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Guidelines for Exploiting Natural Resource Wealth

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  • Frederick van der Ploeg

Abstract

The principles of how best to manage the various components of national wealth are outlined, where the permanent income hypothesis, the Hotelling rule and the Hartwick rule play a prominent role. As far as managing natural resource wealth is concerned, a case is made to use an intergenerational sovereign wealth fund to smooth consumption across generations, a liquidity fund for the precautionary buffers to deal with commodity price volatility, and an investment fund to park part of the windfall until the country is ready to absorb extra spending on domestic investment. Capital scarcity implies that a positive part of the windfall should be spent on domestic investment. The conclusions highlight the political economy problems that will have to be tackled with these normative proposals for managing wealth.

Suggested Citation

  • Frederick van der Ploeg, 2014. "Guidelines for Exploiting Natural Resource Wealth," OxCarre Working Papers 128, Oxford Centre for the Analysis of Resource Rich Economies, University of Oxford.
  • Handle: RePEc:oxf:oxcrwp:128
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    File URL: http://www.oxcarre.ox.ac.uk/files/OxCarreRP2013128(1).pdf
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    Cited by:

    1. López-Martín Bernabé & Leal-Ordoñez Julio C. & Martínez André, 2017. "Commodity Price Risk Management and Fiscal Policy in a Sovereign Default Model," Working Papers 2017-04, Banco de México.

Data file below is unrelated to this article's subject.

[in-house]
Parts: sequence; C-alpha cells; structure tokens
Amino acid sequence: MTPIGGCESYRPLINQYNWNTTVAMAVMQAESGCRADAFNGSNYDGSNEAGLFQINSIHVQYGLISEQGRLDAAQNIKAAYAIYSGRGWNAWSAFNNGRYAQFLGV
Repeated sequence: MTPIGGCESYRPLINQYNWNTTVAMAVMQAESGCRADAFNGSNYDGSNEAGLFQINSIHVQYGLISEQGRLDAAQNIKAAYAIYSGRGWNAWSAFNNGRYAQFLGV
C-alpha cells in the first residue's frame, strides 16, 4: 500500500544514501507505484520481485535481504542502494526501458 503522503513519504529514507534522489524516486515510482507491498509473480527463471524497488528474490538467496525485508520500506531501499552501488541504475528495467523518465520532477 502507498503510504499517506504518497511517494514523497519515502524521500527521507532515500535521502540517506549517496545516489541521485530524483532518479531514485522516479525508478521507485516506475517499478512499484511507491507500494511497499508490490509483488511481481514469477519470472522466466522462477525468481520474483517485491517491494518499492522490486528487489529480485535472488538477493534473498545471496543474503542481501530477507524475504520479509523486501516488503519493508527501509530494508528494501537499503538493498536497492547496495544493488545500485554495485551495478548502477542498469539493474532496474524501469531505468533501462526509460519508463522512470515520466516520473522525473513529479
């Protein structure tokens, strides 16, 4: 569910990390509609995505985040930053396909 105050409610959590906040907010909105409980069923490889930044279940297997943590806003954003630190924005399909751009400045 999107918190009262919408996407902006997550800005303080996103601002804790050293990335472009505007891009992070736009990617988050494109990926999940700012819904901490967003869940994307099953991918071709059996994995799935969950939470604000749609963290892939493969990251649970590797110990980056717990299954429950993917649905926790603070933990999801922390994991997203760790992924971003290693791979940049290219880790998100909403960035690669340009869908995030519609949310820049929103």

2. Mahumane, Gilberto & Mulder, Peter, 2016. "Introducing MOZLEAP: An integrated long-run scenario model of the emerging energy sector of Mozambique," Energy Economics, Elsevier, vol. 59(C), pages 275-289.
    3. Thorvaldur Gylfason & Jean-Pascal Nguessa Nganou, 2014. "Diversification, Dutch Disease, and Economic Growth: Options for Uganda," CESifo Working Paper Series 5095, CESifo Group Munich.

    More about this item

    Keywords

    permanent income; Hotelling rule; Hartwick rule; precaution; capital scarcity; absorption constraints; Dutch disease; investing to invest; political economy;

    JEL classification:

    • E21 - Macroeconomics and Monetary Economics - - Consumption, Saving, Production, Employment, and Investment - - - Consumption; Saving; Wealth
    • E22 - Macroeconomics and Monetary Economics - - Consumption, Saving, Production, Employment, and Investment - - - Investment; Capital; Intangible Capital; Capacity
    • D91 - Microeconomics - - Micro-Based Behavioral Economics - - - Role and Effects of Psychological, Emotional, Social, and Cognitive Factors on Decision Making
    • Q32 - Agricultural and Natural Resource Economics; Environmental and Ecological Economics - - Nonrenewable Resources and Conservation - - - Exhaustible Resources and Economic Development

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